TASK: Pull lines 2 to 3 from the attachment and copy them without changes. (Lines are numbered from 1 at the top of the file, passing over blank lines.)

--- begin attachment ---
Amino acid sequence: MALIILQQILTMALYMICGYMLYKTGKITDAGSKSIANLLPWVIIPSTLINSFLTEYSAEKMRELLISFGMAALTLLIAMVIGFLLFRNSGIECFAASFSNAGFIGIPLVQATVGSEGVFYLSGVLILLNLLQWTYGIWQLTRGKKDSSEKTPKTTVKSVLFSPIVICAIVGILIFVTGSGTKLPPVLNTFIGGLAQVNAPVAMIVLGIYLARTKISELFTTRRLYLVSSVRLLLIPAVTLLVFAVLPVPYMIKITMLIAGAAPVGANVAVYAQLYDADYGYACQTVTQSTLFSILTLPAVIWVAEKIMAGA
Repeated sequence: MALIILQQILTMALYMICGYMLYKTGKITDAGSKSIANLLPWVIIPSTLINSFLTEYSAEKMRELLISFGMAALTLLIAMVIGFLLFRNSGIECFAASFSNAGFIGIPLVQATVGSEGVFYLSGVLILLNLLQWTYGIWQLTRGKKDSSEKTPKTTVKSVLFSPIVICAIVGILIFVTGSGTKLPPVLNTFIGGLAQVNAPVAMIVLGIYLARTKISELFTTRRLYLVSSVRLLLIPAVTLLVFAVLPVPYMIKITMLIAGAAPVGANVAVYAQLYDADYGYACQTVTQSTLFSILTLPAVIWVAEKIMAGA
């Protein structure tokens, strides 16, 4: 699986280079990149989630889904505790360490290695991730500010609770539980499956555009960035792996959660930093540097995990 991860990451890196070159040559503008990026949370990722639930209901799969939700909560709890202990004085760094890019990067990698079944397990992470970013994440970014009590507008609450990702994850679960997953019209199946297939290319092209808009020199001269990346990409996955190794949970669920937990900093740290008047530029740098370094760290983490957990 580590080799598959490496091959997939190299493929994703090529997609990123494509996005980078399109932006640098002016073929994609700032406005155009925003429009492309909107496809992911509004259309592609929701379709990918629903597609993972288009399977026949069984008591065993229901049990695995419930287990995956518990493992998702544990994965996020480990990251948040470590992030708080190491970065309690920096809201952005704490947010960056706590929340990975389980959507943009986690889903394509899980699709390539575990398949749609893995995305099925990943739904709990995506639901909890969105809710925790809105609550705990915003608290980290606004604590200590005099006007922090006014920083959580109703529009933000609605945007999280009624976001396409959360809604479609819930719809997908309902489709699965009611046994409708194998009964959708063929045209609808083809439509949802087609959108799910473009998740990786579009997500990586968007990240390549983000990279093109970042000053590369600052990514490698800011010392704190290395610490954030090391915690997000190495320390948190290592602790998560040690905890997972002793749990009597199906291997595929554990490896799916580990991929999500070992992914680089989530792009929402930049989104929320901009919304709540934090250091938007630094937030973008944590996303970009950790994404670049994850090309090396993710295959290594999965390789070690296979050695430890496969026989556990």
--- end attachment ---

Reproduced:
Repeated sequence: MALIILQQILTMALYMICGYMLYKTGKITDAGSKSIANLLPWVIIPSTLINSFLTEYSAEKMRELLISFGMAALTLLIAMVIGFLLFRNSGIECFAASFSNAGFIGIPLVQATVGSEGVFYLSGVLILLNLLQWTYGIWQLTRGKKDSSEKTPKTTVKSVLFSPIVICAIVGILIFVTGSGTKLPPVLNTFIGGLAQVNAPVAMIVLGIYLARTKISELFTTRRLYLVSSVRLLLIPAVTLLVFAVLPVPYMIKITMLIAGAAPVGANVAVYAQLYDADYGYACQTVTQSTLFSILTLPAVIWVAEKIMAGA
């Protein structure tokens, strides 16, 4: 699986280079990149989630889904505790360490290695991730500010609770539980499956555009960035792996959660930093540097995990 991860990451890196070159040559503008990026949370990722639930209901799969939700909560709890202990004085760094890019990067990698079944397990992470970013994440970014009590507008609450990702994850679960997953019209199946297939290319092209808009020199001269990346990409996955190794949970669920937990900093740290008047530029740098370094760290983490957990 580590080799598959490496091959997939190299493929994703090529997609990123494509996005980078399109932006640098002016073929994609700032406005155009925003429009492309909107496809992911509004259309592609929701379709990918629903597609993972288009399977026949069984008591065993229901049990695995419930287990995956518990493992998702544990994965996020480990990251948040470590992030708080190491970065309690920096809201952005704490947010960056706590929340990975389980959507943009986690889903394509899980699709390539575990398949749609893995995305099925990943739904709990995506639901909890969105809710925790809105609550705990915003608290980290606004604590200590005099006007922090006014920083959580109703529009933000609605945007999280009624976001396409959360809604479609819930719809997908309902489709699965009611046994409708194998009964959708063929045209609808083809439509949802087609959108799910473009998740990786579009997500990586968007990240390549983000990279093109970042000053590369600052990514490698800011010392704190290395610490954030090391915690997000190495320390948190290592602790998560040690905890997972002793749990009597199906291997595929554990490896799916580990991929999500070992992914680089989530792009929402930049989104929320901009919304709540934090250091938007630094937030973008944590996303970009950790994404670049994850090309090396993710295959290594999965390789070690296979050695430890496969026989556990």